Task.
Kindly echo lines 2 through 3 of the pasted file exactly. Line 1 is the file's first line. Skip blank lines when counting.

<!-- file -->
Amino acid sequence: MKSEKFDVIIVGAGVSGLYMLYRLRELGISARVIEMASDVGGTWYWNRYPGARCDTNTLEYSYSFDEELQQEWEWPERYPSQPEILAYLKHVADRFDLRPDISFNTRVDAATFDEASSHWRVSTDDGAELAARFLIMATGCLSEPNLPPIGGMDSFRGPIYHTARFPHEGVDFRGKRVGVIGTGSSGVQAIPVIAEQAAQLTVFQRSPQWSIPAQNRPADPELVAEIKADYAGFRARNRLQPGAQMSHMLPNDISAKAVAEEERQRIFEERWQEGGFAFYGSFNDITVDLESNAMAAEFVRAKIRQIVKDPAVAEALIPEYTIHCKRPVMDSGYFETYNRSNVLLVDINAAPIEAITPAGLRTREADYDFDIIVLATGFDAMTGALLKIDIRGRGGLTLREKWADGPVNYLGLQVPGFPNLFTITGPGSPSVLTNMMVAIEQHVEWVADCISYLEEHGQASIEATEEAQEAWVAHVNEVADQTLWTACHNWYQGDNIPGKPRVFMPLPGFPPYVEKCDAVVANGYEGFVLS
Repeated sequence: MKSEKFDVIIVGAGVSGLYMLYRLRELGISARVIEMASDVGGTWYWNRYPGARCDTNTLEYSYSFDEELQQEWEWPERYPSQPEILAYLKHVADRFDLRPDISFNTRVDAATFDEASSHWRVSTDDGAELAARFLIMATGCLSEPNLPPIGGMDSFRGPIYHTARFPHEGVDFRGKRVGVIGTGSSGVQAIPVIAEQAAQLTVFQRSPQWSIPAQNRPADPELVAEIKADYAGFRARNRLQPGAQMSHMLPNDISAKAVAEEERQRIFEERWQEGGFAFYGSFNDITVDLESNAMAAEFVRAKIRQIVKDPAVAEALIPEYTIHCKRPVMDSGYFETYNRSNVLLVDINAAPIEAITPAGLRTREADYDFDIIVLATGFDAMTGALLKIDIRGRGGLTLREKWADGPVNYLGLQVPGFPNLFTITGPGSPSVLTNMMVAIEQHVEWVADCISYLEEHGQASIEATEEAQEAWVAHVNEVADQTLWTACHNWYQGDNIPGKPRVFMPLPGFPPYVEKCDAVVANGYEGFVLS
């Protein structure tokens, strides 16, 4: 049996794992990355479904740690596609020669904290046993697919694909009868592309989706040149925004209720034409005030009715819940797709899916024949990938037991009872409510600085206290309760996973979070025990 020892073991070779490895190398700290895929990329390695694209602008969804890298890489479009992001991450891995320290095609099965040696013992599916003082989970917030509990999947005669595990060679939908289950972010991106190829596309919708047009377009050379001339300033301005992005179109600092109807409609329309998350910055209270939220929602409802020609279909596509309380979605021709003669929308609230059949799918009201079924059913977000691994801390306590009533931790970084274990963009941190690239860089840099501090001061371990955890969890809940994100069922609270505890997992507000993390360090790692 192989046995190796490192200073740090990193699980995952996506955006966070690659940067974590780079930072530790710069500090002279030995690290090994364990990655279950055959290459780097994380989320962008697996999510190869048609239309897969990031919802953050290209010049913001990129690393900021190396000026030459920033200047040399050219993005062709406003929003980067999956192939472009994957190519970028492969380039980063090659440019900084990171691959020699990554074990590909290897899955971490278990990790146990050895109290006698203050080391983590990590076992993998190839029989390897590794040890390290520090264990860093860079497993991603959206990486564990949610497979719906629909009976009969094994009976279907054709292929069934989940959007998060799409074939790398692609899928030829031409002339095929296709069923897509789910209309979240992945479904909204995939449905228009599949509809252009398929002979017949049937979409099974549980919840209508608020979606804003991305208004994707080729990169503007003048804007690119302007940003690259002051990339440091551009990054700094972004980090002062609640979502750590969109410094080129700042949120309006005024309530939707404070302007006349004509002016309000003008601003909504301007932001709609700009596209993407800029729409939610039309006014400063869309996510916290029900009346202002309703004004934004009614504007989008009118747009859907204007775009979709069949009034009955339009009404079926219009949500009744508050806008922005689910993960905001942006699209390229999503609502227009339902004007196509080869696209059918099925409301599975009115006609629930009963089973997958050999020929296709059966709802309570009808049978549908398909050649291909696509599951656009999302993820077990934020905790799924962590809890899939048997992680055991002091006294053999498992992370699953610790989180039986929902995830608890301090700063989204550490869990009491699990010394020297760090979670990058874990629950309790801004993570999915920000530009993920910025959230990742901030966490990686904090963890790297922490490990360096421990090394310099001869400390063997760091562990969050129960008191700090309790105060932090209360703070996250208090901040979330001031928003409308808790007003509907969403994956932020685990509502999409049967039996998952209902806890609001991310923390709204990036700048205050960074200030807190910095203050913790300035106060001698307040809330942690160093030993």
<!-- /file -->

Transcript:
Repeated sequence: MKSEKFDVIIVGAGVSGLYMLYRLRELGISARVIEMASDVGGTWYWNRYPGARCDTNTLEYSYSFDEELQQEWEWPERYPSQPEILAYLKHVADRFDLRPDISFNTRVDAATFDEASSHWRVSTDDGAELAARFLIMATGCLSEPNLPPIGGMDSFRGPIYHTARFPHEGVDFRGKRVGVIGTGSSGVQAIPVIAEQAAQLTVFQRSPQWSIPAQNRPADPELVAEIKADYAGFRARNRLQPGAQMSHMLPNDISAKAVAEEERQRIFEERWQEGGFAFYGSFNDITVDLESNAMAAEFVRAKIRQIVKDPAVAEALIPEYTIHCKRPVMDSGYFETYNRSNVLLVDINAAPIEAITPAGLRTREADYDFDIIVLATGFDAMTGALLKIDIRGRGGLTLREKWADGPVNYLGLQVPGFPNLFTITGPGSPSVLTNMMVAIEQHVEWVADCISYLEEHGQASIEATEEAQEAWVAHVNEVADQTLWTACHNWYQGDNIPGKPRVFMPLPGFPPYVEKCDAVVANGYEGFVLS
């Protein structure tokens, strides 16, 4: 049996794992990355479904740690596609020669904290046993697919694909009868592309989706040149925004209720034409005030009715819940797709899916024949990938037991009872409510600085206290309760996973979070025990 020892073991070779490895190398700290895929990329390695694209602008969804890298890489479009992001991450891995320290095609099965040696013992599916003082989970917030509990999947005669595990060679939908289950972010991106190829596309919708047009377009050379001339300033301005992005179109600092109807409609329309998350910055209270939220929602409802020609279909596509309380979605021709003669929308609230059949799918009201079924059913977000691994801390306590009533931790970084274990963009941190690239860089840099501090001061371990955890969890809940994100069922609270505890997992507000993390360090790692 192989046995190796490192200073740090990193699980995952996506955006966070690659940067974590780079930072530790710069500090002279030995690290090994364990990655279950055959290459780097994380989320962008697996999510190869048609239309897969990031919802953050290209010049913001990129690393900021190396000026030459920033200047040399050219993005062709406003929003980067999956192939472009994957190519970028492969380039980063090659440019900084990171691959020699990554074990590909290897899955971490278990990790146990050895109290006698203050080391983590990590076992993998190839029989390897590794040890390290520090264990860093860079497993991603959206990486564990949610497979719906629909009976009969094994009976279907054709292929069934989940959007998060799409074939790398692609899928030829031409002339095929296709069923897509789910209309979240992945479904909204995939449905228009599949509809252009398929002979017949049937979409099974549980919840209508608020979606804003991305208004994707080729990169503007003048804007690119302007940003690259002051990339440091551009990054700094972004980090002062609640979502750590969109410094080129700042949120309006005024309530939707404070302007006349004509002016309000003008601003909504301007932001709609700009596209993407800029729409939610039309006014400063869309996510916290029900009346202002309703004004934004009614504007989008009118747009859907204007775009979709069949009034009955339009009404079926219009949500009744508050806008922005689910993960905001942006699209390229999503609502227009339902004007196509080869696209059918099925409301599975009115006609629930009963089973997958050999020929296709059966709802309570009808049978549908398909050649291909696509599951656009999302993820077990934020905790799924962590809890899939048997992680055991002091006294053999498992992370699953610790989180039986929902995830608890301090700063989204550490869990009491699990010394020297760090979670990058874990629950309790801004993570999915920000530009993920910025959230990742901030966490990686904090963890790297922490490990360096421990090394310099001869400390063997760091562990969050129960008191700090309790105060932090209360703070996250208090901040979330001031928003409308808790007003509907969403994956932020685990509502999409049967039996998952209902806890609001991310923390709204990036700048205050960074200030807190910095203050913790300035106060001698307040809330942690160093030993």